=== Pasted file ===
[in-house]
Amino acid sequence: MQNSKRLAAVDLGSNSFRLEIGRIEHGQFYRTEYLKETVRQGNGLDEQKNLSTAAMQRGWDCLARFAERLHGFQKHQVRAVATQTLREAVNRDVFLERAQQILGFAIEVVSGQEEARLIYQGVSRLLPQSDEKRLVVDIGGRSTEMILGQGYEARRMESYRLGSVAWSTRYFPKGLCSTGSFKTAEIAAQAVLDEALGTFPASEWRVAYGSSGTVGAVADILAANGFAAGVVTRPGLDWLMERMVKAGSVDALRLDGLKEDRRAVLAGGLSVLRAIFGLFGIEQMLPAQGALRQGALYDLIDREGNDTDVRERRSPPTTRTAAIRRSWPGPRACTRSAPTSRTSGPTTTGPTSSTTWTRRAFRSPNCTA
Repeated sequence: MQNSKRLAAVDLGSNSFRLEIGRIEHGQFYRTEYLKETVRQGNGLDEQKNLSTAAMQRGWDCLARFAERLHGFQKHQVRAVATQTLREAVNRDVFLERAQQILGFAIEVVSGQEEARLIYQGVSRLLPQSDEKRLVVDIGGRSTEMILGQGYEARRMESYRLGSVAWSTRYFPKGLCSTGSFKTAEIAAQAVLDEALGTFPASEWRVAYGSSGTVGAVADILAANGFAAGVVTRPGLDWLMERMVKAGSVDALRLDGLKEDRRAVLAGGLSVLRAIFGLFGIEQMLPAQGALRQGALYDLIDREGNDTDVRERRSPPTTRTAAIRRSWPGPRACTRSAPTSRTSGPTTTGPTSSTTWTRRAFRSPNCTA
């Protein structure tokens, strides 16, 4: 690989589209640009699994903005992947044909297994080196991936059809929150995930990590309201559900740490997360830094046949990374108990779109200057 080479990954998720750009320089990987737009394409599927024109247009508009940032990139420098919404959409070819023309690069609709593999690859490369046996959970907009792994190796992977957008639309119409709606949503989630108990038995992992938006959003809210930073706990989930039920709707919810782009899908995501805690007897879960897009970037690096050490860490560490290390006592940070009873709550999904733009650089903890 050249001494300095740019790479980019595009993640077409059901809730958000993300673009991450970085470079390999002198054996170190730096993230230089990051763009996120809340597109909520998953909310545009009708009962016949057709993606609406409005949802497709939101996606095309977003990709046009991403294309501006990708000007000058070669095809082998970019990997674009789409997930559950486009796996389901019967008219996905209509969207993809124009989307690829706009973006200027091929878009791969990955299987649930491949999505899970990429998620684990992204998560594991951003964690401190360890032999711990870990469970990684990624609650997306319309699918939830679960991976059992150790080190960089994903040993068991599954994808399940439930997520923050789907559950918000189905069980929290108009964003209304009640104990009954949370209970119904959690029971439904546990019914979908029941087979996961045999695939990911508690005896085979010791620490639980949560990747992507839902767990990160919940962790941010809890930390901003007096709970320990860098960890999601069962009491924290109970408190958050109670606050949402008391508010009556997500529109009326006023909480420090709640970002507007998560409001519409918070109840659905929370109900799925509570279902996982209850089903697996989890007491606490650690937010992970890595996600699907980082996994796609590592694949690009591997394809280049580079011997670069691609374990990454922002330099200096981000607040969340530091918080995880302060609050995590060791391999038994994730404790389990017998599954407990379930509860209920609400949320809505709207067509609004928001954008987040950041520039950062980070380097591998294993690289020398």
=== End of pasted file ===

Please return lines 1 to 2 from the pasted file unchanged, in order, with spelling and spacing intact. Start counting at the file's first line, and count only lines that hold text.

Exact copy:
[in-house]
Amino acid sequence: MQNSKRLAAVDLGSNSFRLEIGRIEHGQFYRTEYLKETVRQGNGLDEQKNLSTAAMQRGWDCLARFAERLHGFQKHQVRAVATQTLREAVNRDVFLERAQQILGFAIEVVSGQEEARLIYQGVSRLLPQSDEKRLVVDIGGRSTEMILGQGYEARRMESYRLGSVAWSTRYFPKGLCSTGSFKTAEIAAQAVLDEALGTFPASEWRVAYGSSGTVGAVADILAANGFAAGVVTRPGLDWLMERMVKAGSVDALRLDGLKEDRRAVLAGGLSVLRAIFGLFGIEQMLPAQGALRQGALYDLIDREGNDTDVRERRSPPTTRTAAIRRSWPGPRACTRSAPTSRTSGPTTTGPTSSTTWTRRAFRSPNCTA